Diy wooden bed frame ideas
Do NOT use pressure treated lumber, there can be toxic chemicals in them!
To build a wood bed frame that is beautiful and sturdy, we need to select wood for strength, work-ability and beauty. Select wood with structural integrity,tight grain, little knots , few cup and twist, and no splits.
Knots are extremely dense, making them hard to drill and cut through. Study the plan to see where the screws are, and select boards with few knots in those areas.
We used Douglas Fir for our DIY wood bed posts and rails.
It is a favorite structural/construction lumber on the west coast. The wood is extremely stiff and strong. Southern Yellow Pine / Spruce Fir is also a grand choice and favorite on the east coast. Other grand choices are Poplar, Ash, Oak, Alder, Birch, Cherry, and Maple.
If you are using other species of lumber, make certain that the wood is excellent for structural use. Don’t just base on the name ‘hardwood’ or ‘softwood’.
An example about hardwood vs softwood: Doug Fir is a softwood that is super strong, while Basswood, a hardwood, is super soft and haspoor screw holding characteristics.
Which means a rocky and squeaky bed frame!
Step 4: build wood bed frame and headboard
Tip: It is easier to drill every the pocket holes first, then screw the pieces together.
When building the headboard, create the center panel first, then attach it to the posts, and 2×4 top piece and 2×6 bottom rail. See diagram under. The key is to leave a tiny gap (even 1/32″ is enough ) between the 1×4 slats to permit room for wood movement.
More about wood movement in the DIY headboard tutorial here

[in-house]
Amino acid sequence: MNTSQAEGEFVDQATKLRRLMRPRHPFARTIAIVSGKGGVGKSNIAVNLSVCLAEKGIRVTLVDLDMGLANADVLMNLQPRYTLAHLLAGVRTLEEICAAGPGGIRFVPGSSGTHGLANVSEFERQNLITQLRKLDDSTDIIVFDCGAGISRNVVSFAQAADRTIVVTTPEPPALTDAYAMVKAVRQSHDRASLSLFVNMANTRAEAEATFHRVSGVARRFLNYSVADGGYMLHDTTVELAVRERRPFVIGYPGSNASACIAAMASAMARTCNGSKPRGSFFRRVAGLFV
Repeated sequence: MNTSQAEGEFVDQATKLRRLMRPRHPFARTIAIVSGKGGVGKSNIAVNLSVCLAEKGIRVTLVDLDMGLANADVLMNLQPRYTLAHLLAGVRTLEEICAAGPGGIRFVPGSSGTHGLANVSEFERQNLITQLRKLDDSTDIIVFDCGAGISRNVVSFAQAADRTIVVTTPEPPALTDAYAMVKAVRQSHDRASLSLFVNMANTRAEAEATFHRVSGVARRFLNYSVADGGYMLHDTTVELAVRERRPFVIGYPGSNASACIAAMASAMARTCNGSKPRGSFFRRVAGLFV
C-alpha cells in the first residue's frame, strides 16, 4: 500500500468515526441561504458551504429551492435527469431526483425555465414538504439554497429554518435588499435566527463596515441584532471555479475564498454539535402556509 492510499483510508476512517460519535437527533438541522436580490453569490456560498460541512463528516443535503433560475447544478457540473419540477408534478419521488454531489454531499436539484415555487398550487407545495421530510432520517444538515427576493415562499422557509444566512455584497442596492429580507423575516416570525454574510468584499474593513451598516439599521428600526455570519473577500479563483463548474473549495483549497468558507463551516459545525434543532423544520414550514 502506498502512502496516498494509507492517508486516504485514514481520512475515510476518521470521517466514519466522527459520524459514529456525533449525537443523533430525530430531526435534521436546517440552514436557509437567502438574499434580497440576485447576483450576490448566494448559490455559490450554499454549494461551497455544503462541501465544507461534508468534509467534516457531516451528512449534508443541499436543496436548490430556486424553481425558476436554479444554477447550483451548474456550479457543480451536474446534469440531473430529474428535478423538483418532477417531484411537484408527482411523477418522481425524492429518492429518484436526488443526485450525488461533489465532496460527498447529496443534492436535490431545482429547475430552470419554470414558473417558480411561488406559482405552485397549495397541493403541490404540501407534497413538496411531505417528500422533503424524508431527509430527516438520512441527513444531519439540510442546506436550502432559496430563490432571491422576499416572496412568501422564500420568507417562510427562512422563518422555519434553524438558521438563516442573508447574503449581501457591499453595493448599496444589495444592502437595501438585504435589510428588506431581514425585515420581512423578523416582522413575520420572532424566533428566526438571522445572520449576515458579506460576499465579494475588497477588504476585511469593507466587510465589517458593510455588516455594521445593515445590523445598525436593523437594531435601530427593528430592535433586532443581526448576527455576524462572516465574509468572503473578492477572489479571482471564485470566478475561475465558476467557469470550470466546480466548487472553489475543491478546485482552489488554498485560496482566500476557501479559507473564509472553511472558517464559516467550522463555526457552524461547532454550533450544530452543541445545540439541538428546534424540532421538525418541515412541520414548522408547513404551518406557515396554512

Instead of making this super endless tutorial even longer, I own included detailed step-by-step instructions on how to build the middle panel, how to check for square, wood movements, plus other helpful tips in this DIY wood headboard tutorial here.
It also includes variations on how to build a wood headboard love this if you already own a bed frame and just desire to add a headboard!
For our DIY headboard, I gave the boards a light gold stain to bring the white pine 1x4s closer in color to the Doug Fir posts and rails, using Recipe #7 in this tutorial:Easy Homemade Every Natural Wood Stains with 7 Recipes!
Easy Homemade Every Natural Wood Stains – 7 Recipes!
We decided to leave our wood bed frame natural, another excellent option is a whitewashed wood finish.Here’s a detailed tutorial on how to whitewash wood in 3 simple ways-
How to whitewash wood in 3 simple ways
To build the footboard, use 2.5″ pocket hole screws to attach the 2×6 to the 4×4 posts, ckeck they are flush at top and on the side that faces out.
Tutankhamun’s bed (in Cairo Museum)
A DIY bed frame sounded so awesome and SO SCARY to me, for a endless time.
Finally, we did it!